·
Registered
Joined
·
7,489 Posts
This happens because there is a differance between your arm and a crankshaft. You cannot get enough centrifugal force to have the damper perform properly.

During manufacturing prior to boxing and shipping the last stage is to finish fill the damper with fluid ("gel"). The damper is filled with an even placement of silicone. So it will appear to spin true once removed from packaging. Once spun on a crankshaft and then brought to a stop, you are correct, the fluid may settle heaver in one place. Therefore, theoretically, it only takes one start of an engine and "that" will happen. Once the engine is started again, it creates enough force for the silicone and inertia flywheel to do its "work" and rebalance itself. This is why you do not have to balance a fluidampr on your crankshaft when balancing the engine.

Unlike other dampers Fluidampr does not need to be rebuilt or repaired after so long. Fluidampr never has to be replaced unless it is physically damaged.

Did I mention they are completly engineered and manufactured in the USA!!
so the 20yr old damper i have is still okay to use ? it hasn,t been run nice 1994
 

·
Registered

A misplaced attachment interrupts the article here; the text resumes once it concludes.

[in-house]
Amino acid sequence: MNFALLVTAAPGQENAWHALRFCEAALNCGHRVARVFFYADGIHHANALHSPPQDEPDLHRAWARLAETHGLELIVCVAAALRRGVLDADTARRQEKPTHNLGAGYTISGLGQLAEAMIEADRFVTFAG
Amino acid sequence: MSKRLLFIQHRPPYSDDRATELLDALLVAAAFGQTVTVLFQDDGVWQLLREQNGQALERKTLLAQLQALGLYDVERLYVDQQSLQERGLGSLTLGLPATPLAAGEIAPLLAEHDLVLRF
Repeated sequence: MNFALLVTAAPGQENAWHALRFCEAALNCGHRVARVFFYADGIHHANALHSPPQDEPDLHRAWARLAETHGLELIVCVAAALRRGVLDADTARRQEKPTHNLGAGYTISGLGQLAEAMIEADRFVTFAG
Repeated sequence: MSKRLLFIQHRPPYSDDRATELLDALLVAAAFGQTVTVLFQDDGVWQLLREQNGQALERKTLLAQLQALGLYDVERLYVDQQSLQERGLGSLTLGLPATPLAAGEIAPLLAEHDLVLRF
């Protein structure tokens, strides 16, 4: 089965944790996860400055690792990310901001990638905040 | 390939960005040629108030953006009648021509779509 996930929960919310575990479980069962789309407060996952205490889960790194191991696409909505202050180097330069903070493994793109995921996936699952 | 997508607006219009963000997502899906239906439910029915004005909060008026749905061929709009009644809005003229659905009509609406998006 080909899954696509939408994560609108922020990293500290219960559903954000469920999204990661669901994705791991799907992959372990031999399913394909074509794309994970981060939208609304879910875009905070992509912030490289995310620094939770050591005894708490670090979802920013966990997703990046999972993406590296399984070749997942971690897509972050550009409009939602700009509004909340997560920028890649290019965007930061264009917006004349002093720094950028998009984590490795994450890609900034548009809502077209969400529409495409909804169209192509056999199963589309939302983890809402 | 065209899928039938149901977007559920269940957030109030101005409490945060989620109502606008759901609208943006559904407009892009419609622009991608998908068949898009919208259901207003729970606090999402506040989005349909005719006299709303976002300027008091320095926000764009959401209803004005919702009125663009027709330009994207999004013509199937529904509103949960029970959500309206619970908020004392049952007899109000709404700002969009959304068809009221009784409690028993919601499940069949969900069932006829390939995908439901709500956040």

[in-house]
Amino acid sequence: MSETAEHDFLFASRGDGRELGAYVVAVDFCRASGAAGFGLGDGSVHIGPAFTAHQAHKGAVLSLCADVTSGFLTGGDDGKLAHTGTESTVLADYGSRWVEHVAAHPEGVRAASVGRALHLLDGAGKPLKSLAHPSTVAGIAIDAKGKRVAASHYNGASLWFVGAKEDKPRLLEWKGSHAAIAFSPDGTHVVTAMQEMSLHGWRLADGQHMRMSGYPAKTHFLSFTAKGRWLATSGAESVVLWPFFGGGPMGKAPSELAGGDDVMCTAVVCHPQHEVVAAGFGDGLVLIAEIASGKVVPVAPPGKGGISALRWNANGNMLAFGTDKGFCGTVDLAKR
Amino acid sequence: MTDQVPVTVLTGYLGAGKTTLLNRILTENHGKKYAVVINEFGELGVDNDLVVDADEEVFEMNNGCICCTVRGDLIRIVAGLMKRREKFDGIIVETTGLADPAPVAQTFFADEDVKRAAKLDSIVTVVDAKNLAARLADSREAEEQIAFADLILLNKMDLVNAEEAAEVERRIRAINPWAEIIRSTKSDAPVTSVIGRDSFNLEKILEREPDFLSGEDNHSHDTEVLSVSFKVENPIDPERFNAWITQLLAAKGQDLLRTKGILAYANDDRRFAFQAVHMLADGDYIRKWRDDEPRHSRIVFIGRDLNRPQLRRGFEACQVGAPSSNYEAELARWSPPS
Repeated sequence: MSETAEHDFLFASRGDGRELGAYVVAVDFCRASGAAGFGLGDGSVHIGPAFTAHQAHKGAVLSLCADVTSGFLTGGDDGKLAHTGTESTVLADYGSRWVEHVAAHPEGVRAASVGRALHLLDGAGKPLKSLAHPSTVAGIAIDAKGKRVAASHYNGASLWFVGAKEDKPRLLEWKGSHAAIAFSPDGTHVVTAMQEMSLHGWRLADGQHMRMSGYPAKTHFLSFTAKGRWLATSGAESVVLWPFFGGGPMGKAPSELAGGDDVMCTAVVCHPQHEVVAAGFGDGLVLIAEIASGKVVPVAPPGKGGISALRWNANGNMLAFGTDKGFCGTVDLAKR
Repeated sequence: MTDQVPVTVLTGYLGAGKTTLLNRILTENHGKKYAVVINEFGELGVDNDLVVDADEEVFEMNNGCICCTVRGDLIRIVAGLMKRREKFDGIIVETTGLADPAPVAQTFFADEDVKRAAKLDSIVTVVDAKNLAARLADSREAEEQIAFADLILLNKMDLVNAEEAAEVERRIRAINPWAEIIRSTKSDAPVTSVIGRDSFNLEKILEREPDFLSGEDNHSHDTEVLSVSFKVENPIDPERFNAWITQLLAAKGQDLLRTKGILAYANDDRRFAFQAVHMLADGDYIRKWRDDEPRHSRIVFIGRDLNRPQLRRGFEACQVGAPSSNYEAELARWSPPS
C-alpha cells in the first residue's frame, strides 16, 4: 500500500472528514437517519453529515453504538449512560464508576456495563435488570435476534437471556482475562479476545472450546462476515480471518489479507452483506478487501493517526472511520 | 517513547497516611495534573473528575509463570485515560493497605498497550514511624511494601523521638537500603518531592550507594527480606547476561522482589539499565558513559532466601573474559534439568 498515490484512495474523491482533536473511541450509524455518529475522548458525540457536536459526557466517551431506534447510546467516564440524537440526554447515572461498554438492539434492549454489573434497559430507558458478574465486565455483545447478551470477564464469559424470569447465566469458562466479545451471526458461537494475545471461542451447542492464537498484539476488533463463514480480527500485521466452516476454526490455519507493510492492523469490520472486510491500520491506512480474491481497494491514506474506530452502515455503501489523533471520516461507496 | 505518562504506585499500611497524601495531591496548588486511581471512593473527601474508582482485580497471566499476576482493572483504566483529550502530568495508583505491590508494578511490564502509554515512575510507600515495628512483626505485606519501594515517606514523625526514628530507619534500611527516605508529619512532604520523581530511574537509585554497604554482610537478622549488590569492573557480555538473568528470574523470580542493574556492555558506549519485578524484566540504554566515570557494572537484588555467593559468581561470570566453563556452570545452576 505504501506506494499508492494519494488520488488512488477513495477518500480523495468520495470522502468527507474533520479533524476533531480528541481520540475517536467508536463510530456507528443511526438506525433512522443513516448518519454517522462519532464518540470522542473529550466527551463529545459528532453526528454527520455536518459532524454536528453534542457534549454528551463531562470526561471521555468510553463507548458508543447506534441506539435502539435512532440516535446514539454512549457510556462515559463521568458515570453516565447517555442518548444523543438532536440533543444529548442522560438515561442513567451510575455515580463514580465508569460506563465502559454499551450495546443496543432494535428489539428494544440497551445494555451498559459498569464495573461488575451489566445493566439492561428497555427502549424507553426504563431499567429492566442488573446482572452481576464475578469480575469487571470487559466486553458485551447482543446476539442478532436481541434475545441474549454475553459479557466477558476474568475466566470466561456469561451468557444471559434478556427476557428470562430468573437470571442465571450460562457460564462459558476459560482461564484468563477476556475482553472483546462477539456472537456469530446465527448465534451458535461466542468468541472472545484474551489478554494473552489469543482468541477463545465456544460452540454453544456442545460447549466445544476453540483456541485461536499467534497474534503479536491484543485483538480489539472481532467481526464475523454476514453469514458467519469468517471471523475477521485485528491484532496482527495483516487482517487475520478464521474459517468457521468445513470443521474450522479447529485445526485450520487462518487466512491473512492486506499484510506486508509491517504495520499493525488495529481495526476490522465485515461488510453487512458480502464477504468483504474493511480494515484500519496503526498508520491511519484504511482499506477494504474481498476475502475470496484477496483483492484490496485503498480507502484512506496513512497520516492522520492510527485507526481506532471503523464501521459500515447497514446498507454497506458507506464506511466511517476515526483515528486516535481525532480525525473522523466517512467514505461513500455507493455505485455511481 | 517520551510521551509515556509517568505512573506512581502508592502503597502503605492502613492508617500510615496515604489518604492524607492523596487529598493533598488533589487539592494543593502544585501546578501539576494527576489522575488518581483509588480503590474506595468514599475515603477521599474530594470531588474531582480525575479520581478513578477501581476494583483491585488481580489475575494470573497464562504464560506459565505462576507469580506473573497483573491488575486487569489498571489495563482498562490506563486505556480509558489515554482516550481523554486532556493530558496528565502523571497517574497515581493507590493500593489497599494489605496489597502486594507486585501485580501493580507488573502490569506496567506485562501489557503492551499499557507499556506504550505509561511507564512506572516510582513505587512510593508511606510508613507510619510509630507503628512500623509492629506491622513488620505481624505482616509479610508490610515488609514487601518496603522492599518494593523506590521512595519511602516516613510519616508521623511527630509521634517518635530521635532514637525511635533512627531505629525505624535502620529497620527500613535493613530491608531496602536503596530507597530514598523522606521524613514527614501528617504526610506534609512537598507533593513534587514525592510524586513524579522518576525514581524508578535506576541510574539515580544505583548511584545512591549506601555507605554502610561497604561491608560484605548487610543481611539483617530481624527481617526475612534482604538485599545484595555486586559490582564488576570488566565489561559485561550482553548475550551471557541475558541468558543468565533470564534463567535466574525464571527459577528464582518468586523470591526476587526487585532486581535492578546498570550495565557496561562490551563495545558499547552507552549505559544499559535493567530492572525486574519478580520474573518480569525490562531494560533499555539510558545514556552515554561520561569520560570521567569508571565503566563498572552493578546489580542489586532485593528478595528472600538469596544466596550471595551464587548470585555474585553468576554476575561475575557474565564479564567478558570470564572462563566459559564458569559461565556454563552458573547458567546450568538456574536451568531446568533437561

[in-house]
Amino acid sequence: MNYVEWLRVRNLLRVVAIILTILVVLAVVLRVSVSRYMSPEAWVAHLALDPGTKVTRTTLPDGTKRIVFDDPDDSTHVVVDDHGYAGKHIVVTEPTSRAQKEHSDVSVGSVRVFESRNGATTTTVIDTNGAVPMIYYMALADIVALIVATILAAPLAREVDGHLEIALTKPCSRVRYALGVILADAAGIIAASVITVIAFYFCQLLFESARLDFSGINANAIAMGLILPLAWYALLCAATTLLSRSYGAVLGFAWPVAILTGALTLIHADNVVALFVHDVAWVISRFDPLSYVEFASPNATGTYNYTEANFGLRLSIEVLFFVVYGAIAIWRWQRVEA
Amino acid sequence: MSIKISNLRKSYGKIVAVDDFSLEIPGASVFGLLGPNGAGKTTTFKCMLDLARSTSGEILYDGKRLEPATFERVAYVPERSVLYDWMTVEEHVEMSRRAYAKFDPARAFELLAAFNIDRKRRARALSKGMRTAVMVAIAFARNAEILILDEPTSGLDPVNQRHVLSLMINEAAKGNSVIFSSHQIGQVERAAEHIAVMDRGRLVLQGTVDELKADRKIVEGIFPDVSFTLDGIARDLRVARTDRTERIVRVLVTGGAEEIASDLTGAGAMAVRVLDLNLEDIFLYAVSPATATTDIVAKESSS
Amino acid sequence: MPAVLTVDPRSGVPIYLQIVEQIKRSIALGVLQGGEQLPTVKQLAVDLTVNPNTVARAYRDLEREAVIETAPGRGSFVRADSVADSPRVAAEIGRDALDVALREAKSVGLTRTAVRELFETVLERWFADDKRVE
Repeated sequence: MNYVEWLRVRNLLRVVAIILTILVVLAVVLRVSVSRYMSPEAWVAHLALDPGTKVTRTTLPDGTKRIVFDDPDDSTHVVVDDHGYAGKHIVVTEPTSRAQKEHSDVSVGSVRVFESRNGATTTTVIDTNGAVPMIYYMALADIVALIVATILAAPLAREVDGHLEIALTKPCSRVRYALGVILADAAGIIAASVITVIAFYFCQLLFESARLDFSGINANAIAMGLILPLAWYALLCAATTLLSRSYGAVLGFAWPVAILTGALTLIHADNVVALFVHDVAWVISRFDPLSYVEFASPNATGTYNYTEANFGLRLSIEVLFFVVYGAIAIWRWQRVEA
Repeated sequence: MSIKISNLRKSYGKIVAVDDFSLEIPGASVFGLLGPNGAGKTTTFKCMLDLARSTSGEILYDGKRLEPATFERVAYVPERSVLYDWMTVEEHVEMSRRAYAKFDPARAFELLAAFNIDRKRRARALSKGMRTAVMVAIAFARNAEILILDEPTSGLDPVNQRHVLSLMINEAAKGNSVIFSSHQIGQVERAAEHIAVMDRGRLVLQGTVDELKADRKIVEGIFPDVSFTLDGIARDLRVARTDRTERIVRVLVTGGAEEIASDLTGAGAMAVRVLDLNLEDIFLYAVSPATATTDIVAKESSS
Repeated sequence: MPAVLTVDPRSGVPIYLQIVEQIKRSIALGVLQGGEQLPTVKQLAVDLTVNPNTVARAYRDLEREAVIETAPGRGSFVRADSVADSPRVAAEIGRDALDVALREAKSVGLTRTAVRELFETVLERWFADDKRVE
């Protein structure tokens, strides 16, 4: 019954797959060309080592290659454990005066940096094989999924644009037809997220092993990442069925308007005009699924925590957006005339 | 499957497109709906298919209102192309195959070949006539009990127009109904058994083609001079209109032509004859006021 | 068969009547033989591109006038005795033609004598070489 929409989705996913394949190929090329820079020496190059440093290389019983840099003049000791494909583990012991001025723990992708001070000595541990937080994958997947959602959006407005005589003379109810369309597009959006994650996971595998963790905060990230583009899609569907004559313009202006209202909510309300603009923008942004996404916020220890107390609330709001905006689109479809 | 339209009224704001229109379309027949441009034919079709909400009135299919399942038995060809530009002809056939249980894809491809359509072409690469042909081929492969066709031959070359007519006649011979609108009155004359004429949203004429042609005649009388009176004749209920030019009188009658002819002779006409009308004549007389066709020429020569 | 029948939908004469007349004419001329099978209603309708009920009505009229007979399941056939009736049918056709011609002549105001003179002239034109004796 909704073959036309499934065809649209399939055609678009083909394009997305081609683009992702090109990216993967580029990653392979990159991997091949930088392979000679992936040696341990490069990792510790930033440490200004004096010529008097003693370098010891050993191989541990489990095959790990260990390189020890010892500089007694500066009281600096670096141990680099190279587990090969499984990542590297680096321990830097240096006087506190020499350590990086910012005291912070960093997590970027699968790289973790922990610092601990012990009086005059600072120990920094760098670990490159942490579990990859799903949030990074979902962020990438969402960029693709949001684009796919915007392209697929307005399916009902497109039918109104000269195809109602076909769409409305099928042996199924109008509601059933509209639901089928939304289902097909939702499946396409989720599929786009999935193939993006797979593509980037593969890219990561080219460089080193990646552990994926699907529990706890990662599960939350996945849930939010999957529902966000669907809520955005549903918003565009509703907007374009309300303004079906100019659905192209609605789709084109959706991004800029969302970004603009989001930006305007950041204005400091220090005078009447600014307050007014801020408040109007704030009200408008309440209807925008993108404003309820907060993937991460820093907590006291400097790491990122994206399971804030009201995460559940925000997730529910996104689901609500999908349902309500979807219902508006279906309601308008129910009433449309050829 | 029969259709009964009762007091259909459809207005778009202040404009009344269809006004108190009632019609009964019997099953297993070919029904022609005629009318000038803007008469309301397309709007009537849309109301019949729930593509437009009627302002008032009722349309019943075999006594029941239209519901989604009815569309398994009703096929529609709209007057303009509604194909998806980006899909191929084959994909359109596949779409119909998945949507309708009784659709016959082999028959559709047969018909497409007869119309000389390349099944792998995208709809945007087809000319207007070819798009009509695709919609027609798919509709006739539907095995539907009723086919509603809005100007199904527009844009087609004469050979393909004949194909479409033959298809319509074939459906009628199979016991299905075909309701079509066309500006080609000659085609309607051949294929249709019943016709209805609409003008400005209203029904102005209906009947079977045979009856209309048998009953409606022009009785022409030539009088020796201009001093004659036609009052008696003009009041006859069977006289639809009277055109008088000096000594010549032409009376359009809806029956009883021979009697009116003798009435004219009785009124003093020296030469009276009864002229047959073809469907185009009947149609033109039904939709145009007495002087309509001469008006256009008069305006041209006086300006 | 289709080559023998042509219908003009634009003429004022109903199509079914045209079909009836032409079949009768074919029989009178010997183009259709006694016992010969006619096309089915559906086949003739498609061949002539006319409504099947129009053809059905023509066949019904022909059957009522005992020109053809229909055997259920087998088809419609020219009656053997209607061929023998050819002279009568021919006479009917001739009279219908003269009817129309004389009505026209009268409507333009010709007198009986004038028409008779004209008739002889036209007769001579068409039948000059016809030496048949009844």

Joined
·
8 Posts
First mikeyfrombc,

That is correct, the damper should be fine to use, providing it has not been physically damaged in any way ex. dropped, beat with hammer, in an accident, etc. Fluidampr performance dampers are engineered to not wear out or have to be rebuilt. Now we do recommend that if you are putting a lot of money into, or building a high performance race engine and your damper is over 10 yrs old that you replace it with a new Fluidampr.

Second bottlefed1,

Without giving away too much of our proprietary information on this forum i can give you a little about our design. There is an inertia ring/flywheel inside of our damper housing. There is a cavity within the housing that this inertia ring sits. There is a small area between the housing and flywheel called a shear gap. In manufacturing this shear gap is filled with the viscous silicone flluid. We fill all gap area with silicone fluid. Again, keep in mind this fluid is very thick (again 45,000 times thicker than 30 weight motor oil) and would not be able to totally disipate from one area. You can see a picture on page 5 of our catalog at www.fluidampr.com that shows what i am explaining.
 
1 - 17 of 17 Posts
Top